Hundreds of PMU demonstrators swept past a security detail and stormed into the offices of the Kurdistan Democratic Party (KDP), which runs the Kurdish autonomous region in northern Iraq, and torched them.
Protesters burned Kurdish flags while others carried posters of Iranian general Qassem Soleimani and his Iraqi lieutenant Abu Mahdi al-Muhandes, who were killed in a US drone strike in Baghdad last January.
The PMU militias were formed in 2014 from mostly-Shia armed groups and volunteers to fight ISIS.
The headquarters of Kurdish Democratic Party burn during a protest by pro-Iranian militiamen and their supporters in Baghdad, Iraq, Saturday, Oct. 17, 2020. (AP)
Earlier this month, Hoshyar Zebari, Iraq’s longtime former foreign minister and a key Kurdish powerbroker, said the government needed to “clean up the Green Zone (in Baghdad) from the presence of Hashed militias.”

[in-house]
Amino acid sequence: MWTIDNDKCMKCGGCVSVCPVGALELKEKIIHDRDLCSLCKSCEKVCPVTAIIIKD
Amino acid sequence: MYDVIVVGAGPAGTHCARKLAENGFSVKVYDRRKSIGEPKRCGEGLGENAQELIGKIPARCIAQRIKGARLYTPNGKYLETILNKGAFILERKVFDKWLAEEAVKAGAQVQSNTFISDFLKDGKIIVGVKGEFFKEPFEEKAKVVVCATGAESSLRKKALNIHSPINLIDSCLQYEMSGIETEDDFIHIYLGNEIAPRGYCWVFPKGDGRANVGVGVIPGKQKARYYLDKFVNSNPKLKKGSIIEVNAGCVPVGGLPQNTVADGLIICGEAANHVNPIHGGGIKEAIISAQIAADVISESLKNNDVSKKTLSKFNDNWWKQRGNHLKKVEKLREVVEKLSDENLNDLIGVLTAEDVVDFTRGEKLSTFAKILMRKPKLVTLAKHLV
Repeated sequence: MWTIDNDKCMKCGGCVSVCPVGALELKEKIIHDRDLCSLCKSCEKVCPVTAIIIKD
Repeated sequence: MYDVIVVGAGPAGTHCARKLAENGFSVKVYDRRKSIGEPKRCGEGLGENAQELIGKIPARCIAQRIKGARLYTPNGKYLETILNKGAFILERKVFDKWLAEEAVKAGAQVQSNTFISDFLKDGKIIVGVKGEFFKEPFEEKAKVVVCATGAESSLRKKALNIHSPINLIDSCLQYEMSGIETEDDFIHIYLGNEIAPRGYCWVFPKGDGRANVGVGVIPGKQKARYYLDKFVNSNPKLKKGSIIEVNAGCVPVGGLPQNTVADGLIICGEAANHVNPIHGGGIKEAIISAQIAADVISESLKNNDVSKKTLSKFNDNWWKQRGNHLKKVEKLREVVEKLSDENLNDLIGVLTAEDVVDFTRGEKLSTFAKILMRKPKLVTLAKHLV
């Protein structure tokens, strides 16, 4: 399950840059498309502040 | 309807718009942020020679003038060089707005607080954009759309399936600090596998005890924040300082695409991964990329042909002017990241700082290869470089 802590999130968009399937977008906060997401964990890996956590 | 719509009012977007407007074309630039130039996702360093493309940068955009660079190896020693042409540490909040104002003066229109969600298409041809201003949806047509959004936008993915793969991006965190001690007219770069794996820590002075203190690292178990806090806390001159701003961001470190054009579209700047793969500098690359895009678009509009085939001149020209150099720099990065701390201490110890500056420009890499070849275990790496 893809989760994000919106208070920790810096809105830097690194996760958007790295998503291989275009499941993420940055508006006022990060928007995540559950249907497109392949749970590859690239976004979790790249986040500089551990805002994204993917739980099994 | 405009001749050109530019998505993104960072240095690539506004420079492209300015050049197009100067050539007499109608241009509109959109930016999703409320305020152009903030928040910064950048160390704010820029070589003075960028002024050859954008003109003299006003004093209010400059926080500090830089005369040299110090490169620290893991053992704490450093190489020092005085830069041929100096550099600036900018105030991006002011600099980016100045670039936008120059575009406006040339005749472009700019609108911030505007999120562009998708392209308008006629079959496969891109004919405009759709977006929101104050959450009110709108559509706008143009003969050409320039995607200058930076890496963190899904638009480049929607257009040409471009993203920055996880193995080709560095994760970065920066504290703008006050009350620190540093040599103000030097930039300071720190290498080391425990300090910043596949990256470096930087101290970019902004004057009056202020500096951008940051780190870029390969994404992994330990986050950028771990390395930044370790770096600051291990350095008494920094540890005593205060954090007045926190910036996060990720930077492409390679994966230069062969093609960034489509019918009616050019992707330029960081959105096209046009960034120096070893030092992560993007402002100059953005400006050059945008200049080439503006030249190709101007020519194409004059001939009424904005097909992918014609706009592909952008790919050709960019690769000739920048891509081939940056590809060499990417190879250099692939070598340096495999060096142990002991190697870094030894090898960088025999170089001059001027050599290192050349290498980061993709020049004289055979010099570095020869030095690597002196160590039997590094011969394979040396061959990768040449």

They were operating “outside the law,” Zebari, a KDP member, said in comments to the US-funded Al-Hurra television.
Vian Sabry, head of the KDP bloc in parliament, condemned Saturday’s attack.
“This isn’t a protest because protests are supposed to be peaceful as per the constitution,” she told AFP.
She blamed “unaccountable factions for being behind such acts,” without elaborating.
On October 1, Kurdish authorities accused PMU militants of firing rockets at the airport in Erbil, the capital city of Iraqi Kurdistan, where US troops are based.
Around 90 rocket attacks have targeted the US presence in Iraq since the January drone strike, with several claimed by pro-Iran factions.